Part and parcel of the chair’s job is to prepare junior faculty to achieve success. In academic departments that typically means achieving tenure and promotion to associate professor. In my experience, the success of a junior faculty member has as much to do with what the department and chair do as with the faculty member’s native ability. Junior faculty need to learn what activities are rewarded and what are not, what strategies they may use during their probationary period to develop the evidence needed for a successful tenure case, and how to present their materials in their file—what evidence is needed, what arguments to make or avoid, and how to put it all together. To that end, one could argue that a chair whose faculty are not successful is not doing her or his job if the department has hired well. The ideas presented in this article offer chairs some approaches to providing the support junior faculty need to convert their abilities into a successful tenure case.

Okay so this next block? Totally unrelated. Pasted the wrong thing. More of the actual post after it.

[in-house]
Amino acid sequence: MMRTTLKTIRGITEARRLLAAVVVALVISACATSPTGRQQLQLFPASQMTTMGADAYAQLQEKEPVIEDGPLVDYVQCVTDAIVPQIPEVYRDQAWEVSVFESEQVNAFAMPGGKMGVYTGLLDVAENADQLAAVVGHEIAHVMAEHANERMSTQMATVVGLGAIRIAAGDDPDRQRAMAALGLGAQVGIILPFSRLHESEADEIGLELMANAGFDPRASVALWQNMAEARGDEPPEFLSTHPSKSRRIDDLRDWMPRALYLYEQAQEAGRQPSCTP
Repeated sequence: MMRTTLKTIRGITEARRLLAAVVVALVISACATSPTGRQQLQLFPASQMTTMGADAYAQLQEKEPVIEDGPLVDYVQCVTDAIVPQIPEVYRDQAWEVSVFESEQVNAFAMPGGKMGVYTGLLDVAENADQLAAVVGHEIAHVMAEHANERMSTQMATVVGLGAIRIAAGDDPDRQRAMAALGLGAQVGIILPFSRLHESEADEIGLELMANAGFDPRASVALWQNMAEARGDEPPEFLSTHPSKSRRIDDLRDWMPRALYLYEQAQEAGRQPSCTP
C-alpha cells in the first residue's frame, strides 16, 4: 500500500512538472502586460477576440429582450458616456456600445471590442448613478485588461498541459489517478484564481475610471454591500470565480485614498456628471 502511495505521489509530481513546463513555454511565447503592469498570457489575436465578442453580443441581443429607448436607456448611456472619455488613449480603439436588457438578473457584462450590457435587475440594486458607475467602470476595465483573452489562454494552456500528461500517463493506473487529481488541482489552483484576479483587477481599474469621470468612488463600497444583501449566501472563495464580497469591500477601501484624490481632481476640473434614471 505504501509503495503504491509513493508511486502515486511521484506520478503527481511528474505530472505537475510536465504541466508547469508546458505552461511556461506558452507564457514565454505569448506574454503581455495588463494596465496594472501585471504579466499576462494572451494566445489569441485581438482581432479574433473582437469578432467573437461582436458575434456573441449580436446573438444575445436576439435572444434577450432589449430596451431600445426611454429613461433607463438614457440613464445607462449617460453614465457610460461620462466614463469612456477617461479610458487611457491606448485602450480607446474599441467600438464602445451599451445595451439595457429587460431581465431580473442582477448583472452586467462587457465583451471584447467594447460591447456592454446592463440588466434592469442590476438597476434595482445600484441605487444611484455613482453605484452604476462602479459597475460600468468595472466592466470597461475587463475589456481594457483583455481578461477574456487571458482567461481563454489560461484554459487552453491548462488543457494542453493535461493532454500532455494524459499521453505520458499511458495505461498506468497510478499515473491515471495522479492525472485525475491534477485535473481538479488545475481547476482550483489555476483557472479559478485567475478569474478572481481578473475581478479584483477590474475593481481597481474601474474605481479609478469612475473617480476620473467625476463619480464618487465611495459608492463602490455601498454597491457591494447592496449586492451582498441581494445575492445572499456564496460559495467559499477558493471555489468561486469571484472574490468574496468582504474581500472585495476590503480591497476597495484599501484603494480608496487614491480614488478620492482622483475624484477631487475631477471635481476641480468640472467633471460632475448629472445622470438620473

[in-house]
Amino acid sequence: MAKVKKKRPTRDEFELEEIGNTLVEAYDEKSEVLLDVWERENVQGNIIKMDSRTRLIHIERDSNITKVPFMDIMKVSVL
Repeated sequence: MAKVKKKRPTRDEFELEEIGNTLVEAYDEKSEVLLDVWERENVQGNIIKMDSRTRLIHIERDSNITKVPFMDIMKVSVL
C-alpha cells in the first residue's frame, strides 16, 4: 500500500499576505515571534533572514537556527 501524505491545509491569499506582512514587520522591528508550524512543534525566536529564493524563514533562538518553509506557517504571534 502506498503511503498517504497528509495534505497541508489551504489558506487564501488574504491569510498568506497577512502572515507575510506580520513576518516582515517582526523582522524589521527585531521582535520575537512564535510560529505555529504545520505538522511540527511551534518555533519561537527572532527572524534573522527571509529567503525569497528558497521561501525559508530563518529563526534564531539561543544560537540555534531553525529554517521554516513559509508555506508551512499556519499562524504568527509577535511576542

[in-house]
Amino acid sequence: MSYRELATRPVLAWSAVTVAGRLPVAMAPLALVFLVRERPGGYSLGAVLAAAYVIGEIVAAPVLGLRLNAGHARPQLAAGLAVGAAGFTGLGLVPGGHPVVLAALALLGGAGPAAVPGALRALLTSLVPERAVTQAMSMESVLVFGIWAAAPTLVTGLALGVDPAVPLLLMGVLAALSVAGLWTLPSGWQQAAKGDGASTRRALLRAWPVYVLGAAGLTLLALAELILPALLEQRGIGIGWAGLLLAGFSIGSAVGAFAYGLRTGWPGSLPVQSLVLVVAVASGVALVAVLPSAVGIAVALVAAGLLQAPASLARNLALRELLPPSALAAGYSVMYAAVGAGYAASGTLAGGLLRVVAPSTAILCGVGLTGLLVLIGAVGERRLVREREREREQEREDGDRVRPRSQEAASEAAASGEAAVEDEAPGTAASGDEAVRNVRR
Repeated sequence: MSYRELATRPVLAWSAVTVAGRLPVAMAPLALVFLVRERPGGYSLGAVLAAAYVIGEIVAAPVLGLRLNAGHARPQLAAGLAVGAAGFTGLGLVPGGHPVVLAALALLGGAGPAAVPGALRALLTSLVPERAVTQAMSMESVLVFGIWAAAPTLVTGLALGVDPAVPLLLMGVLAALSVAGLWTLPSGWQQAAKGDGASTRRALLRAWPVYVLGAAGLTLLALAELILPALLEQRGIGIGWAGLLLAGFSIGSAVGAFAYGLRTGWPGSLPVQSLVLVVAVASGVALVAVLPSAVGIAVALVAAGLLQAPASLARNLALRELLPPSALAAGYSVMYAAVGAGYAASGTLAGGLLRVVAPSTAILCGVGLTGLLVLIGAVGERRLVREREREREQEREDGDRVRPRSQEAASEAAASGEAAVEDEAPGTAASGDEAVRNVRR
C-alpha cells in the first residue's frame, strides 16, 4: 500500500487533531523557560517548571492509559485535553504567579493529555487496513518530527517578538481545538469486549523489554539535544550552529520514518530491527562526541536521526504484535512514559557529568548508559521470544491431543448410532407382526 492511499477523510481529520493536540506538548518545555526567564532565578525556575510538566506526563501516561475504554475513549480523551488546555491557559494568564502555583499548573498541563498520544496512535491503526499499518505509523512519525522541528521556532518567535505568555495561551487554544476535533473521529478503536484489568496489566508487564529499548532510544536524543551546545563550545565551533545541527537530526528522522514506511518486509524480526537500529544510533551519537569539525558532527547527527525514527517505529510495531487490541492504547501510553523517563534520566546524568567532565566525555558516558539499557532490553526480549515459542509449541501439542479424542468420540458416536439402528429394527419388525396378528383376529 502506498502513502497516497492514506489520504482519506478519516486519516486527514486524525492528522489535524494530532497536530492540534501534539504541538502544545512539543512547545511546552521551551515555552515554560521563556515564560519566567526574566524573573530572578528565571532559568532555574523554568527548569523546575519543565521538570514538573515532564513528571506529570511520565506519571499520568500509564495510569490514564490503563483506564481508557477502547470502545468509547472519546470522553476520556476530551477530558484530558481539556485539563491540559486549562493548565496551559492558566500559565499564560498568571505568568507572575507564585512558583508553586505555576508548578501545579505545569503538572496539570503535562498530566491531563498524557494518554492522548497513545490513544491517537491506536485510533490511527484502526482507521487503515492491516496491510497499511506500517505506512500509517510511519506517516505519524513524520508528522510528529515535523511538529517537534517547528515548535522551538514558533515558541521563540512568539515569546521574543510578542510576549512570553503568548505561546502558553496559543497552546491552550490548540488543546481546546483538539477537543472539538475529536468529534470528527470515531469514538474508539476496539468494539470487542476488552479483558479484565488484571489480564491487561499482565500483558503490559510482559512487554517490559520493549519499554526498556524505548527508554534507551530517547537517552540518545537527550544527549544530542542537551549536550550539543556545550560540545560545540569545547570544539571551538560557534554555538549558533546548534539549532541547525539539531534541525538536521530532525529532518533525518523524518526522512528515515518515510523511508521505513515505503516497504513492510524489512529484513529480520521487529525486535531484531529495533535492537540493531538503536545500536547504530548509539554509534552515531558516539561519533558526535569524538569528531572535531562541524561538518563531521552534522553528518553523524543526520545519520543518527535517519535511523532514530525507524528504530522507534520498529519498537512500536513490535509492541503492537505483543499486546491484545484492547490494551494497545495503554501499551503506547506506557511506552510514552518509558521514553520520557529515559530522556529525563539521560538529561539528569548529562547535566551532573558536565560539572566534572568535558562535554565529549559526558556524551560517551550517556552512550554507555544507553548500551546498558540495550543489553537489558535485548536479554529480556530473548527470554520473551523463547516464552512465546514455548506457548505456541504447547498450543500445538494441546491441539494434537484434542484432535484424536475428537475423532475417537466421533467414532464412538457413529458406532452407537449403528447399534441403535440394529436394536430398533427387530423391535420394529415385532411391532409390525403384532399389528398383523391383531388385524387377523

Available at: http://works.bepress.com/jon_hess/9/